Smelly 'Corpse Flower' About to Bloom in NYC: How to Watch It Live

corpse flower
Countless people are watching this corpse flower, waiting for it to bloom and release the putrid smell of rotting flesh. (Image credit: New York Botanical Garden)

The stench of rotting flesh will soon permeate the New York Botanical Garden (NYBG), possibly today (July 25), when a rare plant known as a corpse flower blooms and releases an odor similar to that of putrefying flesh, botanists say.

Despite the stench, horticulturalists and the public are flocking to see it, partly because the corpse flower (Amorphophallus titanum — a scientific name that translates to "giant misshapen phallus") blooms only for a few days once every seven to 10 years, representatives from the NYBG said.

"Perhaps [people come] because it is one of the largest flowers in the world, and its blooming cycle is unpredictable," NYBG representatives said in a statement. "But more likely, it is due to the infamous odor it releases during its brief 24- [to] 36-hour peak bloom — like the smell of rotting meat." [Photos: Stinky 'Corpse Flower' Blooms]

NYBG horticulturalists spotted a bud on the rare flower on July 15 and moved the plant to public display on July 18. The enormous specimen is now attracting crowds at the Palms of the World Gallery, NYBG reps said.

People who can't make it to the garden in the Bronx can watch a live stream of the corpse flower on YouTube, NYBG representatives added.

The botanical garden has a lengthy history with corpse flowers. The 6- to 12-foot-tall (about 2 to 4 meters) plant is native to Sumatra, Indonesia, but one bloomed at the NYBG in 1937, making it the first time a corpse flower had bloomed in the Western Hemisphere, according to the NYBG. The last time one bloomed there was in 1939, horticulturists said.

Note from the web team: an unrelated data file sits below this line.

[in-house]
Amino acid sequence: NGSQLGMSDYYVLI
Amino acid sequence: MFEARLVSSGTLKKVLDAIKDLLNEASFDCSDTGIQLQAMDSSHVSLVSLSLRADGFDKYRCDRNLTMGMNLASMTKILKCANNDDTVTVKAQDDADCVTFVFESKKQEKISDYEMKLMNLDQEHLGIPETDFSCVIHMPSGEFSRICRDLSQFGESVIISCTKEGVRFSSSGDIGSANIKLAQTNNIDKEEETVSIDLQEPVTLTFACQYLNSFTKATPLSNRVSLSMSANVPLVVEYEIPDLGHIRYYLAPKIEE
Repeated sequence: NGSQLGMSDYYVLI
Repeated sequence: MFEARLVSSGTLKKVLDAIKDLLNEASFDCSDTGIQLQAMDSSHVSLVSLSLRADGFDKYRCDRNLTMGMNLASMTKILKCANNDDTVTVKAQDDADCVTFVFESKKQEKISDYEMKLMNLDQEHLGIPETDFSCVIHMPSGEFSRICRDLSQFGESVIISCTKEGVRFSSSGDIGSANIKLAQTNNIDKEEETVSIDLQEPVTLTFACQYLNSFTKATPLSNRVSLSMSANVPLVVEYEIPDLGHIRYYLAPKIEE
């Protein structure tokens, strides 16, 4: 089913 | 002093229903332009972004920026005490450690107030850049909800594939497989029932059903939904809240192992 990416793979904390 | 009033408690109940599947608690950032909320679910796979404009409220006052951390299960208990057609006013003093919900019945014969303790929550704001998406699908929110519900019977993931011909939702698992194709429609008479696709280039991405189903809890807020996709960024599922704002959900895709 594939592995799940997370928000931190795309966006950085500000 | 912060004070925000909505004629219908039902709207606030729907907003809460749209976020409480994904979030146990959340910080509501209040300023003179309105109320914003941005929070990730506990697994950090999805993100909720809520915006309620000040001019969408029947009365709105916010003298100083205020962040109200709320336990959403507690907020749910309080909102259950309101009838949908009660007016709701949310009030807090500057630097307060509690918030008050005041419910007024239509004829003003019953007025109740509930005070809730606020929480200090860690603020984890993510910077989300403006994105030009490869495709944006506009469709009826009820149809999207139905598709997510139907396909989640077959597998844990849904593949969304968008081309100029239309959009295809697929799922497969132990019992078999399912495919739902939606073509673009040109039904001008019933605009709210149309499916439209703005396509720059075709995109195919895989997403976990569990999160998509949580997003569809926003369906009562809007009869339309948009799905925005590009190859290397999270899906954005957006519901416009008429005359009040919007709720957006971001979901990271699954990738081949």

The first flowering corpse flower in the Western Hemisphere stood more than 8 feet (2.4 meters) tall. (Image credit: New York Botanical Garden)

From the moment a bud appears, the plant undergoes an impressive transformation.

At the beginning of the bloom cycle, the bud grows 4 to 6 inches (10 to 15 centimeters) per day. Then, parts of the bud's base fall off, and the large, frilly sheath that covers the bud opens, revealing a dark burgundy color that looks like a bloody body, NYBG reps said. Just like rotting flesh, the center of the flower is hot, about the temperature of a person — likely to help disperse the stink, they said.

The flower's sickly smell attracts pollinators, such as dung beetles, flesh flies and other carnivorous insects, which eat dead animals. People may be familiar with some of the scents, including timethylamine, a molecule that smells like rotting fish, National Geographic reported. The magazine added that another substance made by the corpse flower, isovaleric acid, smells like cheesy and sweaty gym socks. These putrid odors are smelliest when the flower reaches peak bloom, the NYBG reps said.

The garden acquired the soon-to-be star in 2007 and expects it will take another decade or so before it blooms again.

However, the garden's corpse flower isn't the only putrid plant in the United States. People can also watch live-stream videos of a corpse flower at the U.S. Botanic Garden in Washington, D.C., and at Indiana University.

Original article on Live Science.

Laura Geggel

Laura is the archaeology and Life's Little Mysteries editor at Live Science. She also reports on general science, including paleontology. Her work has appeared in The New York Times, Scholastic, Popular Science and Spectrum, a site on autism research. She has won multiple awards from the Society of Professional Journalists and the Washington Newspaper Publishers Association for her reporting at a weekly newspaper near Seattle. Laura holds a bachelor's degree in English literature and psychology from Washington University in St. Louis and a master's degree in science writing from NYU.